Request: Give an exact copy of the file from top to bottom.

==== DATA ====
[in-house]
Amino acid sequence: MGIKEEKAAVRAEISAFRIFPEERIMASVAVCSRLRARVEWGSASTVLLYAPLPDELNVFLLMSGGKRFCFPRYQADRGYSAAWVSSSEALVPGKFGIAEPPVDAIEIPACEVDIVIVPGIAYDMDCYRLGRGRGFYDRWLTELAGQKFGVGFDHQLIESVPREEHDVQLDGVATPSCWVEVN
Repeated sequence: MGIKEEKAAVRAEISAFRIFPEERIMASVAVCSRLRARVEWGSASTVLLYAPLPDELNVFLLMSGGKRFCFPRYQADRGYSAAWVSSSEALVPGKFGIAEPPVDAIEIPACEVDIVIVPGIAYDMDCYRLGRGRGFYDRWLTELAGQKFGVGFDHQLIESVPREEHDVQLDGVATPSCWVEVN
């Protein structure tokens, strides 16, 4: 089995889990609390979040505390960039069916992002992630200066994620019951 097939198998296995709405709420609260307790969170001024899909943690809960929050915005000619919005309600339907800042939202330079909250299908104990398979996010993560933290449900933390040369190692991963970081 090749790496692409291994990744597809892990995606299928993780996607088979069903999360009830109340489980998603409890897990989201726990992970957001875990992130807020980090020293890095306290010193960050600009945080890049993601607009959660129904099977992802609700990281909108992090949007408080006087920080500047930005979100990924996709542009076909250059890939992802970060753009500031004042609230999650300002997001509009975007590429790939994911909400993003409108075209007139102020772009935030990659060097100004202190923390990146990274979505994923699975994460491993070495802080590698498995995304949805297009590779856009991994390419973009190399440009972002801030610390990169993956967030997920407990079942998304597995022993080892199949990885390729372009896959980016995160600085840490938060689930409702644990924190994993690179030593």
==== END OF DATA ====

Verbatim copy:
[in-house]
Amino acid sequence: MGIKEEKAAVRAEISAFRIFPEERIMASVAVCSRLRARVEWGSASTVLLYAPLPDELNVFLLMSGGKRFCFPRYQADRGYSAAWVSSSEALVPGKFGIAEPPVDAIEIPACEVDIVIVPGIAYDMDCYRLGRGRGFYDRWLTELAGQKFGVGFDHQLIESVPREEHDVQLDGVATPSCWVEVN
Repeated sequence: MGIKEEKAAVRAEISAFRIFPEERIMASVAVCSRLRARVEWGSASTVLLYAPLPDELNVFLLMSGGKRFCFPRYQADRGYSAAWVSSSEALVPGKFGIAEPPVDAIEIPACEVDIVIVPGIAYDMDCYRLGRGRGFYDRWLTELAGQKFGVGFDHQLIESVPREEHDVQLDGVATPSCWVEVN
């Protein structure tokens, strides 16, 4: 089995889990609390979040505390960039069916992002992630200066994620019951 097939198998296995709405709420609260307790969170001024899909943690809960929050915005000619919005309600339907800042939202330079909250299908104990398979996010993560933290449900933390040369190692991963970081 090749790496692409291994990744597809892990995606299928993780996607088979069903999360009830109340489980998603409890897990989201726990992970957001875990992130807020980090020293890095306290010193960050600009945080890049993601607009959660129904099977992802609700990281909108992090949007408080006087920080500047930005979100990924996709542009076909250059890939992802970060753009500031004042609230999650300002997001509009975007590429790939994911909400993003409108075209007139102020772009935030990659060097100004202190923390990146990274979505994923699975994460491993070495802080590698498995995304949805297009590779856009991994390419973009190399440009972002801030610390990169993956967030997920407990079942998304597995022993080892199949990885390729372009896959980016995160600085840490938060689930409702644990924190994993690179030593």